Considering it was Christmas night, the cop could have been somewhat more tolerant.
Instead, he looked angry. In his reflective rain jacket, he was gesturing. He brought his left hand up to his face, as if looking at his watch, and then pointed with his other hand. I couldn’t hear what he was saying. The car windows were closed. The rumble of buses vibrated through the concrete caverns of Logan Airport. Yet I knew what he was saying and I could imagine what the man standing on the curb beside his car, the trunk open, was responding. He had his cell phone in one hand. He was pleading. The cop wasn’t going to budge, not for a minute, not even because it was Christmas and this really wasn’t a busy time. The man turned to the trunk and slammed it and headed along the car for the driver’s door.
At that instant, I felt my cell phone vibrate in my shirt pocket. The car was in park. Five minutes earlier, I had pulled into the arrival area, frustrated to not find a single opening at the curb. Now, I was thinking that maybe I stood a better chance of hovering a few more minutes before getting yelled at, too.
I flipped open the phone and saw from the caller ID that it was Carol.
“She’s there. She’s filing a claim for her bags. Where are you?”
For an instant I wondered why I was having this discussion with Carol, who was in Warwick, instead of my daughter, Diana, who was flying into Logan from Wyoming with her 7-year-old daughter. They were “there” and that was good, and probably no more than 200 feet away, but where was there?
Diana had the day planned. The family would celebrate Christmas morning in Jackson with her husband, Scott, and his mother, Janice, and then they would leave in the late morning. Scott is busy doing inventory this week and stayed home. Janice would fly with Diana and Natalie as far as Chicago, and then Diana and Natalie would connect to a flight to Rhode Island, getting them to Green shortly before 11. But the plane was late to Chicago and they missed the connection. The next best was Boston, if they could get a seat.
“What level are you on?” Carol asked me.
“Arrivals,” I said. Yet I didn’t know if it had a number or letter.
I lowered the passenger window and yelled to the man who was sliding into the driver’s seat. He didn’t hear me over all the machinery. I don’t believe the cop heard me either, but he looked in my direction. He was waving his arms and shaking his head. I was to get out.
I looked in the rear view mirror. The cop was going down the line, clearing out all those not active loading arrivals. Doors were closing. People were piling into cars. He must have had a lousy Christmas. The car, its driver looking totally frustrated, pulled out from beside me.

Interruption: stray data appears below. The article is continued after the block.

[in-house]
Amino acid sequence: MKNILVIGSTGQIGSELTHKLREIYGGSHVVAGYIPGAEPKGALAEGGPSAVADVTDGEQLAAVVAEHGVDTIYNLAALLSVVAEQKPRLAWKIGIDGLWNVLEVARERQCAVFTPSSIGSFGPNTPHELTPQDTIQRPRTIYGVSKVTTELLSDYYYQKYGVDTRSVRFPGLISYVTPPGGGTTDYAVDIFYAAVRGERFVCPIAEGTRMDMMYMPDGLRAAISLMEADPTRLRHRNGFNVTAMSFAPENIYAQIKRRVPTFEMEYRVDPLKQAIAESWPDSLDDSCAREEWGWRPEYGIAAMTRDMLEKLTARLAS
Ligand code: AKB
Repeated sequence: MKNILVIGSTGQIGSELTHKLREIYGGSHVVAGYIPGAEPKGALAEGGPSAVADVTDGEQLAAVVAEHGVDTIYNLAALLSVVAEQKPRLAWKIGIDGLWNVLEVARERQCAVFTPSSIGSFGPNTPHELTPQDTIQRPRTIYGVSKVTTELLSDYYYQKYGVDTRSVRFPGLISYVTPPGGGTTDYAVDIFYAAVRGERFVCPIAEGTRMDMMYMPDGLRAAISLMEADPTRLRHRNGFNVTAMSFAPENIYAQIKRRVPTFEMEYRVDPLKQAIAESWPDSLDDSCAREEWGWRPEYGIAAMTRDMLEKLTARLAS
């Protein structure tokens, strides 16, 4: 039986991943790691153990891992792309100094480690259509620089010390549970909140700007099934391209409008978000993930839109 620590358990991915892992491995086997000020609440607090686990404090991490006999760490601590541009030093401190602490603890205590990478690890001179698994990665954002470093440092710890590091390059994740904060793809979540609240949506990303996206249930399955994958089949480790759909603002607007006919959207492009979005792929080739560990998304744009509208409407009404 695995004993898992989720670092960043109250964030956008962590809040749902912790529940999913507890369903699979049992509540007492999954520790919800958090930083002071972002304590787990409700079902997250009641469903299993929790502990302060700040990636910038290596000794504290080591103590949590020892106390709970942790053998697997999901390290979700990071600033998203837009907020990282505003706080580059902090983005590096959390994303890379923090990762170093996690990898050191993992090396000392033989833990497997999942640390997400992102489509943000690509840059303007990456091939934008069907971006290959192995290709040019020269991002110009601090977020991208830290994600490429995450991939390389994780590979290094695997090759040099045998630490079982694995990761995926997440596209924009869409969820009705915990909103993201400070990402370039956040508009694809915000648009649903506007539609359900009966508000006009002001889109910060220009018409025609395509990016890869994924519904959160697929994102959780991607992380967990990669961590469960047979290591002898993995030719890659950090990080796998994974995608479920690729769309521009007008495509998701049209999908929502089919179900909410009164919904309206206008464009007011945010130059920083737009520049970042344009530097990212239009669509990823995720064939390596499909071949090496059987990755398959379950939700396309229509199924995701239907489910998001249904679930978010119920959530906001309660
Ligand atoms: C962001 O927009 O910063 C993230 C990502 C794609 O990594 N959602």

I gave the mirror another glance. The cop was dressing down another reluctant driver pleading for a reprieve.
I figured I would risk it. I put the car in reverse and then eased into the curbside slot. I popped the trunk lid and jumped out of the car. People were pulling their bags and looking for their rides as they streamed from the terminal. There was no sign of Diana. A young man with a backpack came to the curb and looked around.
Where could she be? On another level? Where?
The flurry of activity satisfied the cop, at least for a moment. People hugged. Bags were dropped into car trunks. Cars were weaving to get out. The area cleared except for maybe half a dozen cars and now my cover was gone. The cop spotted me. I could see him jump into a car at the end of the line. He hit the siren and blue lights flashed as he slowly cruised the line, waving us on. I closed the trunk and prepared to get in.
Just behind the cop came the driver who lost his place earlier. The young man with the backpack waved. The older man got out. They hugged. The cop gave them that. It was buying me seconds.
“What’s on the jacket?” the man said, pointing to me. I was wearing a jacket with an insignia from the Narragansett Terrace Yacht Club. It looks pretty official. Maybe he thought I was a cop about to give him hell.
“Sailing,” I said.
He looked relieved. He smiled and gave me a thumbs up.
No sooner had I slid into the driver’s seat when my cell phone vibrated.
It was Diana.
“A cop is giving me a tough time. Where are you? Hurry!”
“I see you!” she replied and the phone went dead.
I jumped back out and looked at the terminal’s sliding glass doors. No Diana. Then from behind came her voice. Natalie, wearing pajamas, was smiling. I gave them both hugs. They climbed in. I didn’t delay.
As I pulled into traffic a small voice came from the back seat.
“Merry Christmas, Peppy.”
She was right. It was a great Christmas now that they were here and Logan was behind us.